The Survival Pack will also open up Dead Air and Death Toll to versus play. We had a go at the Dead Air campaign, and it was a blast. Dead Air’s combination of tense corridors and wide open areas made for brilliant versus play. The baggage area was particularly brutal on the survivors, and a nice touch was that a smoker could grab a survivor and pull him through the airport’s metal detectors, thereby setting off an alarm that brought the horde.
Above: These survivors are sooo screwed!
Like the other versus maps, tweaks have been made to allow for more competitive play – survivor camping spots have been removed and new infected spawn areas have been added. In Death Toll, the woods around the town have been thickened to make them a darker, scarier, and ultimately deadlier place for survivors. By analyzing hours upon hours of play test data, Valve is balancing both scenarios to perfection.
Above: A perfectly laid trap
A patch with a few minor matchmaking fixes will deploy shortly before the Survival Pack becomes available to download, some time this month or next. At an unspecified point thereafter, Valve will launch “matchmaking 2.0.” This will have more impact on Steam than 360, since Valve maintains the PC servers in-house and has mountains of data on rage quits to cull through. Chet was vague when pressed for details about the new matchmaking system, saying only that if you look at the game’s forums you can get a pretty good idea of what needs to be done. “We still play our games, and we want to keep them updated,” he stated. In case you hadn’t noticed, Valve is a shop that takes deep pride in the workmanship of its products.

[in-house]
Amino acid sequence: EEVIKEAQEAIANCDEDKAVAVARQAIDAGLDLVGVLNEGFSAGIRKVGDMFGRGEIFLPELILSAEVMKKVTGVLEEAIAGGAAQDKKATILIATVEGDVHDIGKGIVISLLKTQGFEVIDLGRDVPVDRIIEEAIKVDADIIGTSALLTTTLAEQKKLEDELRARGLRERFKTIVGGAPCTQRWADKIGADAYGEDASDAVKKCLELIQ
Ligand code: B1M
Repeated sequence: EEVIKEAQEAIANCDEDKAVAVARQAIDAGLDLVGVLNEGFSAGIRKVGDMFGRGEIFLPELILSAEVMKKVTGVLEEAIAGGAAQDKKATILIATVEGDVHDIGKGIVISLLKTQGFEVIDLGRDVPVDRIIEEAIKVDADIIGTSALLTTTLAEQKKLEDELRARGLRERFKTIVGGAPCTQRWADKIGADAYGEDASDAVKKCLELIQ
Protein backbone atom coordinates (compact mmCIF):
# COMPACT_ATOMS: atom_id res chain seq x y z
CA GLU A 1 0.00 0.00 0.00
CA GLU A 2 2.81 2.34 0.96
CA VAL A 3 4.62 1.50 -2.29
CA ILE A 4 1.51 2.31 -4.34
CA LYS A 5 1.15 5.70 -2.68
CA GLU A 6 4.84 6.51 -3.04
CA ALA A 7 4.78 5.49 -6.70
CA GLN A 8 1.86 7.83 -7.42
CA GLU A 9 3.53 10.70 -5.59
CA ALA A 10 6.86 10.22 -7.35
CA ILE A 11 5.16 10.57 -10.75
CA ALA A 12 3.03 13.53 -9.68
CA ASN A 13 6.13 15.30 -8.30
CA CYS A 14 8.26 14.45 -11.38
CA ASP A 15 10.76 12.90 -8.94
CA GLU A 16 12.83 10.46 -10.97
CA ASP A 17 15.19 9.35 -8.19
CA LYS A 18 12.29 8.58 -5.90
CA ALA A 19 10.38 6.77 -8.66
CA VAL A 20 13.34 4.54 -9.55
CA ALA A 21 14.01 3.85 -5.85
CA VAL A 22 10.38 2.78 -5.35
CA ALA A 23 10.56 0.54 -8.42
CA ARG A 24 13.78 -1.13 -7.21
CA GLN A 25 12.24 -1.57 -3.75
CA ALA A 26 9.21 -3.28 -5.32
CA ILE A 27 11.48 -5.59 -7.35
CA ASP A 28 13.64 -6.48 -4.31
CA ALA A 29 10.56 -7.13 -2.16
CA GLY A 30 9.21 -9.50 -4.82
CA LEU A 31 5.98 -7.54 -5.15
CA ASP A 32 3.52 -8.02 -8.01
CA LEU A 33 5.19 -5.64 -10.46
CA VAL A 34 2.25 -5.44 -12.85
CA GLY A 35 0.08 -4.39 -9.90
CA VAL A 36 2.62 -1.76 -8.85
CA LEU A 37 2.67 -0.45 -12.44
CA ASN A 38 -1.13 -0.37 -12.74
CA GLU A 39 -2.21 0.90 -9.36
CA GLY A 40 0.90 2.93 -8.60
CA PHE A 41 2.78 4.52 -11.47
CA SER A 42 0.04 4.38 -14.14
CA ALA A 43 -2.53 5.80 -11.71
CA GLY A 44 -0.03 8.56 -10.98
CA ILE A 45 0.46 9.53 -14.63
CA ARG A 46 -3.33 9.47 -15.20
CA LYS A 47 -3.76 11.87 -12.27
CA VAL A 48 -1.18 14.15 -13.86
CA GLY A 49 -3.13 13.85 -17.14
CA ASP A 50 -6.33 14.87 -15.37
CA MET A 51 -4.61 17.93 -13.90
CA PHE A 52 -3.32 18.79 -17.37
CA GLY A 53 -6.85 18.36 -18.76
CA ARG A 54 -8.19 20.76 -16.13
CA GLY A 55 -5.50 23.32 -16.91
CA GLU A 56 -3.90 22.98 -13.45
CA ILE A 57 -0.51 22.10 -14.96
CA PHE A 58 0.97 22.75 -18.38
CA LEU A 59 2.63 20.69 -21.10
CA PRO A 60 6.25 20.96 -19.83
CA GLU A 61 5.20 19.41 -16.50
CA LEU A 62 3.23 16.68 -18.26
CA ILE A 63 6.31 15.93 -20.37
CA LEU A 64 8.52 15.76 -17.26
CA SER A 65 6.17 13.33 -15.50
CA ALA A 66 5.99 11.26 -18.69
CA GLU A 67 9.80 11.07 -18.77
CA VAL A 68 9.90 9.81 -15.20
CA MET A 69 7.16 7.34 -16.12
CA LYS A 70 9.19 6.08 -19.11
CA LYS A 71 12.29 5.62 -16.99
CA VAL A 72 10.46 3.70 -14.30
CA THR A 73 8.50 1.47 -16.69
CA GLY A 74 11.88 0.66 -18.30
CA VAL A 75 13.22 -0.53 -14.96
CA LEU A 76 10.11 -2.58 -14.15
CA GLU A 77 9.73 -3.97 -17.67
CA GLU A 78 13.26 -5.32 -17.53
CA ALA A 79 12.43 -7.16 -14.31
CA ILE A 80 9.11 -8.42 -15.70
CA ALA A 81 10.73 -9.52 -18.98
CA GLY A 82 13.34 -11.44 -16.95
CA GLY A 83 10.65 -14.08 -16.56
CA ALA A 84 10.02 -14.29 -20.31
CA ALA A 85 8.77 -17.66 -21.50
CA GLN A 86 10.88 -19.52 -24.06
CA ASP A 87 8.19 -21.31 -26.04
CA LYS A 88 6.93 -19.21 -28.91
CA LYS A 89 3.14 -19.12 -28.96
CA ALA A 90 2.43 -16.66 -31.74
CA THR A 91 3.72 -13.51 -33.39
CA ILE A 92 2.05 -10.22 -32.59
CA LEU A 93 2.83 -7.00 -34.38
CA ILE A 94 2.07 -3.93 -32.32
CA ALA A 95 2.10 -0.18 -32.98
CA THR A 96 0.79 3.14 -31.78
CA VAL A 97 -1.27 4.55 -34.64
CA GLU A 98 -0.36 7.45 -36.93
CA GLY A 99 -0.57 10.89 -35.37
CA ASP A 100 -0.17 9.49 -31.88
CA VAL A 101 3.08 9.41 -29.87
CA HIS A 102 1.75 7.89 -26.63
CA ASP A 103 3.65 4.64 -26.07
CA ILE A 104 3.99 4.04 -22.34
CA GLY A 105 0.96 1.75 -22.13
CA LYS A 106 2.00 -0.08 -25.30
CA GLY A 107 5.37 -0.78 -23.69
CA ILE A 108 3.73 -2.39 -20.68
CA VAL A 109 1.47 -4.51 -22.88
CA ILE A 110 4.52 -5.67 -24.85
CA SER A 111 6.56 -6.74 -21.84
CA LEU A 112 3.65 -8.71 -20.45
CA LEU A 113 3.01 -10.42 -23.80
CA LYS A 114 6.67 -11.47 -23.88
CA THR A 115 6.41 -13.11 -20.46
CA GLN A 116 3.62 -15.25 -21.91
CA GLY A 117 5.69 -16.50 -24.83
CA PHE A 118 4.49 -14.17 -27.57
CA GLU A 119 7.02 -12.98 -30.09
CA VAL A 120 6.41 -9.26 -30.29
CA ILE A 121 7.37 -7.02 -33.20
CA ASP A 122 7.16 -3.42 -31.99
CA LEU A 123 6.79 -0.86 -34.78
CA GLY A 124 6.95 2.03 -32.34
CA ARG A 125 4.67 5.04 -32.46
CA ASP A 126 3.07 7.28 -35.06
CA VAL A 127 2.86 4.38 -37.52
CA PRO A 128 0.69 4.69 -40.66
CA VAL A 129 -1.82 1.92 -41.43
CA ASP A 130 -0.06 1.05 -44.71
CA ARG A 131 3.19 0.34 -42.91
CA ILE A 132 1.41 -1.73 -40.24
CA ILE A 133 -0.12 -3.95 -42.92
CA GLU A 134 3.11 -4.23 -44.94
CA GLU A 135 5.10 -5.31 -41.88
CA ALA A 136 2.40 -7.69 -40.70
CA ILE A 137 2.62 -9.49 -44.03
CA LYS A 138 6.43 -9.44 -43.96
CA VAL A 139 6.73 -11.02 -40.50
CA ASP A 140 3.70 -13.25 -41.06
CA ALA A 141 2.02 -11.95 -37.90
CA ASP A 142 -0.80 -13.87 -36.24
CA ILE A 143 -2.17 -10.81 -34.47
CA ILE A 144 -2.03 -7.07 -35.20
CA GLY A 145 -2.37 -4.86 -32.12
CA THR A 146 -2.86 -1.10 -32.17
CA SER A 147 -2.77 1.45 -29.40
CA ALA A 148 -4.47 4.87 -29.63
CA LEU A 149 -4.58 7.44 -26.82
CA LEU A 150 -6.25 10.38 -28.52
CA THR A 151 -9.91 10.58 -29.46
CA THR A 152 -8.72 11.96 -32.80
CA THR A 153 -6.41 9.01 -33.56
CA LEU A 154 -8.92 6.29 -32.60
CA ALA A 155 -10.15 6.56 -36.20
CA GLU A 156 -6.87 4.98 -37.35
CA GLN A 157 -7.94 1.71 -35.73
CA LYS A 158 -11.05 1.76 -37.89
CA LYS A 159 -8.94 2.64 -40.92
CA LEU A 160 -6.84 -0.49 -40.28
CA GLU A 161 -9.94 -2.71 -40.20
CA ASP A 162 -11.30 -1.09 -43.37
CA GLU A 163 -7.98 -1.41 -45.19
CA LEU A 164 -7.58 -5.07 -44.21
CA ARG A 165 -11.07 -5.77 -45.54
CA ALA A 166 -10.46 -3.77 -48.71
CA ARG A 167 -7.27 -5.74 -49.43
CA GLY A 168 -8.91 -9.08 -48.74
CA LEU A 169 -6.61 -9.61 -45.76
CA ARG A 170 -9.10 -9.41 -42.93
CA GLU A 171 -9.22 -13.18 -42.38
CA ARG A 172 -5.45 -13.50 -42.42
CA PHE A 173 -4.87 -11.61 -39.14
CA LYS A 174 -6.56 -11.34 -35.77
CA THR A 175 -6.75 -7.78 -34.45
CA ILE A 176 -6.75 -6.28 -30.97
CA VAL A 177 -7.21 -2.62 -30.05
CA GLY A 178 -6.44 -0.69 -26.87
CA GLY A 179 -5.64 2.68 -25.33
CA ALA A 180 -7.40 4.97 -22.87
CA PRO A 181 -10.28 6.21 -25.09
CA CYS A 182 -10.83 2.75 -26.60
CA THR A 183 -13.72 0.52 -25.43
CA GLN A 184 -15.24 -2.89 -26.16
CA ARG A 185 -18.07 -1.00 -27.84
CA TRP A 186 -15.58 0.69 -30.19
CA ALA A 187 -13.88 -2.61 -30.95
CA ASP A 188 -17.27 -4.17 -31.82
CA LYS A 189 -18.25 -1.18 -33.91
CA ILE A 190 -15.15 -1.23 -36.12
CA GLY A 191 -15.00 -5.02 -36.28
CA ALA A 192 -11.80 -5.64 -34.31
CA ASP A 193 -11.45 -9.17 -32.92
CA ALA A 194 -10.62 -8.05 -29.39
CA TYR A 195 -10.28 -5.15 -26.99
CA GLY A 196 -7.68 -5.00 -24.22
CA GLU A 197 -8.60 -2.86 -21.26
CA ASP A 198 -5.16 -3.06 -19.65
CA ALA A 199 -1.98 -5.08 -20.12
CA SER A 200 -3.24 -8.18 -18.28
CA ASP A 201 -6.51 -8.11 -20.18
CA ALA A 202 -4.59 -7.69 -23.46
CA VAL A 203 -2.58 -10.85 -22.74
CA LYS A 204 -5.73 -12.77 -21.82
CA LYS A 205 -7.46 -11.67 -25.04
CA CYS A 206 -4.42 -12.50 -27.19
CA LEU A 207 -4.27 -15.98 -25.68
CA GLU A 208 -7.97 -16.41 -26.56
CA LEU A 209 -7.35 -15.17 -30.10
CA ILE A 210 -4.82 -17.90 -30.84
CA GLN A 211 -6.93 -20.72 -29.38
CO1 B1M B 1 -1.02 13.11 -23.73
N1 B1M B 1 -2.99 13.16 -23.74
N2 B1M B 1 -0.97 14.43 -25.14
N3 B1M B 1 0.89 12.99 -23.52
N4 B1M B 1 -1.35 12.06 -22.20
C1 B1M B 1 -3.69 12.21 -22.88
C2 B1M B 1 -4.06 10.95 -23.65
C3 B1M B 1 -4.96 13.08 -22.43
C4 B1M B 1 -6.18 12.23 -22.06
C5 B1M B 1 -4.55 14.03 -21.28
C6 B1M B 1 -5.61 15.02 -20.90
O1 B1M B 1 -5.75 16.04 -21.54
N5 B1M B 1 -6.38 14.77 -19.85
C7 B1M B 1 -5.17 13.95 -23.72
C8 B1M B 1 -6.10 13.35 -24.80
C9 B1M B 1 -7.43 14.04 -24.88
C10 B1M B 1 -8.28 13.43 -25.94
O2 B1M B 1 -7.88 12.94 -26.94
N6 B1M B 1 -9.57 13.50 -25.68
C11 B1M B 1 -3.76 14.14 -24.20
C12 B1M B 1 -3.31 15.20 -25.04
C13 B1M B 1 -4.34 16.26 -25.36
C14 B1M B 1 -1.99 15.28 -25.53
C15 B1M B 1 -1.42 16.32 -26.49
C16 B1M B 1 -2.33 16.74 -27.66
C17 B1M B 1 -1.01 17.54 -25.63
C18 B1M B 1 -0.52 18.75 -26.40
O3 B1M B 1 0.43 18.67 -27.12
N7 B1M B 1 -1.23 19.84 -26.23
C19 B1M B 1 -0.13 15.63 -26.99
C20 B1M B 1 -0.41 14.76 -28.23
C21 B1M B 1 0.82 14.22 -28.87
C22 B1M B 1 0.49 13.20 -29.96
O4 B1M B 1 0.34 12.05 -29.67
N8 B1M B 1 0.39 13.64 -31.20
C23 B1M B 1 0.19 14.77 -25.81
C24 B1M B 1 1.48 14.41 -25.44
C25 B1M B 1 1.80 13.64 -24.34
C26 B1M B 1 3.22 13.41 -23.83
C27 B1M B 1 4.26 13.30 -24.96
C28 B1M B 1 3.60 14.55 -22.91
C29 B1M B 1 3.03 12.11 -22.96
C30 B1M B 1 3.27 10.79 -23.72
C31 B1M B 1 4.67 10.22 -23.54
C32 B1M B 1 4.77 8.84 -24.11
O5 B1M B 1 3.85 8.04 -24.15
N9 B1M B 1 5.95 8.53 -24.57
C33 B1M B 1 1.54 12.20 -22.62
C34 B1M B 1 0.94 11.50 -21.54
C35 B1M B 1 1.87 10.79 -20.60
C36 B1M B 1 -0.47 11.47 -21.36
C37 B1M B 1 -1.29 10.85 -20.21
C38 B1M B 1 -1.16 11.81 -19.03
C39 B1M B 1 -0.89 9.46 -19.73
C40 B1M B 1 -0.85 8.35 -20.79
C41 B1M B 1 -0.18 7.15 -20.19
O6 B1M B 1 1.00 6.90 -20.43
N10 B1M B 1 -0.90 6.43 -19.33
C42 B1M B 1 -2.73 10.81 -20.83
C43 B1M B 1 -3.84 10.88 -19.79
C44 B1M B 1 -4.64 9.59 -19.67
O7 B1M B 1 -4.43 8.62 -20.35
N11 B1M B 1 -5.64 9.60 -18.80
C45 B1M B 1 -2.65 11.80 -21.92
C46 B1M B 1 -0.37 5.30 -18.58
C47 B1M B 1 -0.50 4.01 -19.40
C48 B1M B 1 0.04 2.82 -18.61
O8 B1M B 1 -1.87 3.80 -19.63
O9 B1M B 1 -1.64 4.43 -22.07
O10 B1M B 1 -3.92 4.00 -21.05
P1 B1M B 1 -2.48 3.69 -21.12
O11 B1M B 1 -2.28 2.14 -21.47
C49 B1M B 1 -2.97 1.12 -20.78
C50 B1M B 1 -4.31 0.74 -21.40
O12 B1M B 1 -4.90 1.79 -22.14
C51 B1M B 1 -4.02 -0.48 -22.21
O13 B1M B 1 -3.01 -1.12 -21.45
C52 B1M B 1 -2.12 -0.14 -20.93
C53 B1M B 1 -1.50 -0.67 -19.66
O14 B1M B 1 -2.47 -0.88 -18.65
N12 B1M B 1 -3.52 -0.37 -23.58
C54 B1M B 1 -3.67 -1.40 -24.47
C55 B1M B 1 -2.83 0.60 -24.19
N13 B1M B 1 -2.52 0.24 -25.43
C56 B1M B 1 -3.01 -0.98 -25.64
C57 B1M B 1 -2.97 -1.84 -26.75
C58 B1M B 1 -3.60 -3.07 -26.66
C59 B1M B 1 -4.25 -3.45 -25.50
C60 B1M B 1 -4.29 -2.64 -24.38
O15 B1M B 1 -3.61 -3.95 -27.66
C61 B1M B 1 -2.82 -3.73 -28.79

Above: When in doubt, set everything on fire
Xbox 360 players will be disappointed to hear that there will be no Achievements in the Survival Pack. Microsoft’s official policy is that new Achievements can only be included with paid DLC. As Chet sardonically described it, “Otherwise, the economy of Achievements would become broken.” While Survival Pack Achievements would definitely be cool, Valve took the highly defensible position that it’s more important for the content to be free. Yes, we thanked them for you.
Mar 5, 2009